Robertson omits the Rapture (or at least the pre-Tribulation Rapture). This omission robs the book of one of the great, surrealist staples of the genre. It is normally held among premillennialists that, one day, the world will be going much as usual when, poof!, all the true Christians will be snatched away to be with the Lord. The very bumper stickers in the streets cry out the currency of this expectation. In apocalyptic fiction, the Rapture occasions massive traffic accidents, suddenly pilotless planes fall out of the sky, major institutions are left rudderless as their pious leaders mysteriously vanish. (In "The Last Seven Years," the reigning pope is among those raptured away; the Antichrist who conspires to succeed him is thus also an Antipope. In evangelical circles, this counts as ecumenicism). In Robertson's book, we are somewhat compensated for the lack of Rapture-related disasters by a description of the ghastly end of Los Angeles. The description is informed, it seems, by the recent paleontological reconstruction of the asteroidal impact that probably finished off the dinosaurs. (The word "dinosaur" is not mentioned, doubtless because of the awkward fit of these creatures with the Book of Genesis.) However, the fact is that the Reverend Robertson is telling his readers that the saved, too, must go through Tribulation. Many of them will find this idea so disturbing that the change from the normal endtime pattern requires a little explanation.
While the notion of the "Rapture of the Saints" can be found in the Epistles of St. Paul (1 Thessalonians 4:17), there it is coincident with the Second Coming of Christ. The notion of a pre-Tribulation Rapture dates only from the 1830s, when it was expounded by John Nelson Derby, former minister of the (Anglican) Church of Ireland and founder of the Plymouth Brethren. However, it does chime with certain older patterns of apocalyptic expectation. In medieval times, standard popular eschatology had it that the degeneration of the world would be temporarily halted by the appearance of a figure called "the Emperor of the Last Days." He would purify Christendom and recover the Holy Land from the infidel, among other things. However, the end of his career was usually expected to be the beginning of the reign of Antichrist. Thus, the Emperor of the Last Days, like the Rapture, allowed for a lessening of tension in the story of the world. Before the bad times start, people would have something to look forward to.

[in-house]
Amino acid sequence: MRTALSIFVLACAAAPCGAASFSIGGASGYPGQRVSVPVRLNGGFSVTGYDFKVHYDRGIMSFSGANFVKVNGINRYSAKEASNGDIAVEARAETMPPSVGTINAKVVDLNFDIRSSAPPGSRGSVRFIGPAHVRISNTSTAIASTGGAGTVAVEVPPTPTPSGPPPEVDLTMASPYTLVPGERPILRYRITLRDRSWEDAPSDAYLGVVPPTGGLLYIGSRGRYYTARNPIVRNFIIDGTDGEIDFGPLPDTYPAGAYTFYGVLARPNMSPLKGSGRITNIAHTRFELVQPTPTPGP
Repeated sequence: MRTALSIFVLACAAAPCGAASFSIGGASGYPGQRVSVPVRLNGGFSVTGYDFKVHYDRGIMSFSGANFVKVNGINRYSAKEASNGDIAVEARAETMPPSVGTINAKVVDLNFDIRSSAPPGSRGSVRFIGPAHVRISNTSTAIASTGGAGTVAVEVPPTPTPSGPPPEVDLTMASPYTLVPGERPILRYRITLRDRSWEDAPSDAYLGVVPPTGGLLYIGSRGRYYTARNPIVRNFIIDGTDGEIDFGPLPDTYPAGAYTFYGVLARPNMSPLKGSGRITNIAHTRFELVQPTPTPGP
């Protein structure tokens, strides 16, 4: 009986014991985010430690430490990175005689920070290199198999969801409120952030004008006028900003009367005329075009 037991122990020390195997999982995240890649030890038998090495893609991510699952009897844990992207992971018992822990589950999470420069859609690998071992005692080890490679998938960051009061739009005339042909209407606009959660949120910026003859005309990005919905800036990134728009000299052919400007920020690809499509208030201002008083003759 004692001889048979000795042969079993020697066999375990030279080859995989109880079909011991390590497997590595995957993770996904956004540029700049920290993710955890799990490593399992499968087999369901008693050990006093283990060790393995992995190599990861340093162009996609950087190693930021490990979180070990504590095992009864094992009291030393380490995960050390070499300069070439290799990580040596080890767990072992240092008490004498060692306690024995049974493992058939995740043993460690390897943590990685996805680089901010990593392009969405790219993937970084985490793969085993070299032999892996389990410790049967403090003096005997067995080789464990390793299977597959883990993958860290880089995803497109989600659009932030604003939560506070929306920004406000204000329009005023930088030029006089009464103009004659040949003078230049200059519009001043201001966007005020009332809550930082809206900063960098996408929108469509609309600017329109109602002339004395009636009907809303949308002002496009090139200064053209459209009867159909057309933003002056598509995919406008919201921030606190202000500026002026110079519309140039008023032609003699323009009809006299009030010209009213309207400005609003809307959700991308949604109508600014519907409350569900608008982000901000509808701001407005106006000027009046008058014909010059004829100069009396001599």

Robertson introduces a similar plot element in his novel, the "sealing time" that his characters say began about 1980. This has two great advantages. First, it tells evangelicals that the progress they and their ideas have been making in American society for the past half-generation is not an anomaly. Indeed, it has eschatological significance. They are living, after a fashion, in the beneficent reign of the Emperor of the Last Days, and they should make the most of it. Second, dropping the Rapture broadens the appeal of the evangelical revival to that great majority of Christians who either have never heard of the Rapture or who dismiss it. As Robertson's sponsorship of the new, politically conservative "Catholic Alliance" illustrates, he is keen to enlist Catholics into his political projects, much though this annoys the National Conference of Catholic Bishops. He therefore goes out of his way to emphasize the Catholicism of some his Tribulation Saints. One, a former presidential aide, is characterized as a Catholic and therefore a "hard-nosed idealist." Another, a Mexican-American woman, is even depicted in the popish practice of saying the Rosary. This sort of accommodation outrages many fundamentalists, of course, who look on any approach to Rome as dalliance with the Scarlet Woman. (There was, for instance, furious reaction in certain quarters to the mild statement of mutual cooperation, "Evangelicals and Catholics Together," that appeared in May, 1994 issue of First Things.) However, purists of any description are always rather rare, which is why popular front strategies so often succeed.
The endtime scenario of this book is at least within polite shouting distance of the traditional view of the last days enunciated by St. Augustine of Hippo in the fifth century and recently reiterated in sections 668-679 of the new "Catechism of the Catholic Church." Augustine's view is, of course, anti-millenarian, in the sense that he condemned the idea of an earthly Kingdom of the Saints. Instead, he associated the era of the Church with the Millennium. However, the Catechism does have essential makings of apocalyptic dread and enthusiasm: the Antichrist, the Tribulation, the Conversion of the Jews, the Second Coming and the Last Judgment are all present. Progressive Catholic theologians often prefer to take historical eschatology heuristically. To some extent, this is what Liberation Theology was all about; the Revolution becomes the Second Advent. However, progressive Catholic theologians are Swedes to a man. Especially the women.